The assessment of a male patient for osteoporosis should be made after a comprehensive risk factor questionnaire, as it is essential that the cause/s be found and addressed as well as the osteoporosis. A DXA scan of the spine and hips is the gold standard for measuring bone mineral density. The Irish osteoporosis society does not recommend any type of heel scan for the diagnosis of osteoporosis. The risk of fracture is determined by the risk factors and the results of the bone mineral density of the spine and hips (BMD),
Again, all patients with spinal fractures or low trauma fractures should be investigated for osteoporosis.
All men with osteoporosis should be given lifestyle advice on how to decrease bone loss, including an adequate caloric intake, calcium and vitamin D, 30 minutes of appropriate daily weight bearing exercise, cessation of smoking and reduction of alcohol intake. If there is a history of falls, attempts should be made to identify and modify underlying and causes, in the hope that these may be modified and the risk of further falls and fractures decreased. Example: A pair of walking shoes should be worn inside the house, to give maximum support. Open back slippers or sandals are not recommended.
All treatments should be prescribed on an individual basis. Any underlying secondary cause of osteoporosis should be treated. Various blood and urine tests may be required before starting an Osteoporosis treatment. If there is a marked reduction in the level of male hormone in a young patient then treatment with replacement male hormone i.e. Testosterone may be appropriate. There are many treatment options for men with osteoporosis.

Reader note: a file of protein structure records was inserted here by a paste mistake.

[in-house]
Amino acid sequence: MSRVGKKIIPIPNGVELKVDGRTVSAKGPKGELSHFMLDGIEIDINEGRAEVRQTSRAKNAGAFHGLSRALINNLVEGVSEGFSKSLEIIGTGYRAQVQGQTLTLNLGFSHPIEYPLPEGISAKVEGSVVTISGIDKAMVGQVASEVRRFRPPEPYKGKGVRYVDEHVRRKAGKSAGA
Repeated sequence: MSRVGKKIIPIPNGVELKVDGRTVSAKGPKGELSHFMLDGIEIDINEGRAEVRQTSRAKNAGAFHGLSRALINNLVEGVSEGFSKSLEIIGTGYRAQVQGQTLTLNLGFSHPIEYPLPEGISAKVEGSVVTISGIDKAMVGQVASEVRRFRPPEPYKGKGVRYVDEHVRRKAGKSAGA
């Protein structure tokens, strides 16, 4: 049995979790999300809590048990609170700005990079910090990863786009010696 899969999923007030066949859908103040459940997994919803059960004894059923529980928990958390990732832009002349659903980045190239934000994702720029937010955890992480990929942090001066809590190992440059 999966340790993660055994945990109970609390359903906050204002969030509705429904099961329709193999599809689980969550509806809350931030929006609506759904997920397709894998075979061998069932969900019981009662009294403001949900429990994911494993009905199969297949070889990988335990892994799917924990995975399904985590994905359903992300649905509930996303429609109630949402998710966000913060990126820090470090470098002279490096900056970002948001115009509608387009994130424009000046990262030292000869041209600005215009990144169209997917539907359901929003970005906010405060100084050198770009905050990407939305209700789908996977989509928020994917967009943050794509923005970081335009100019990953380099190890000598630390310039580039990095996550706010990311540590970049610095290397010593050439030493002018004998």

Patients on steroids or on certain immuno-suppressant therapy for cancer or aromatase inhibitors should have a DXA scan; they should be proactively protected with Calcium, Vitamin D3 and an appropriate Osteoporosis medication, appropriate weight-bearing exercise and be monitored.
In summary osteoporosis in men should be intensively investigated to look for the underlying secondary causes. Decrease in bone mass should be addressed by avoiding risk factors. Patients on steroids or on immuno-suppressant therapy should all be treated pro-actively (preventively). Calcium, Vitamin D3, weight bearing exercise and an Osteoporosis medication are the principal therapies of osteoporosis in men. Patients need to be monitored by having repeat DXA scans every two years to ensure the treatment is working and to help increase patient compliance. Most patients will not feel any different after taking their osteoporosis medication, however when a person is rescanned the DXA scan will show the improvement, as long as all the cause/s have been found and addressed and the patients has taken the medication.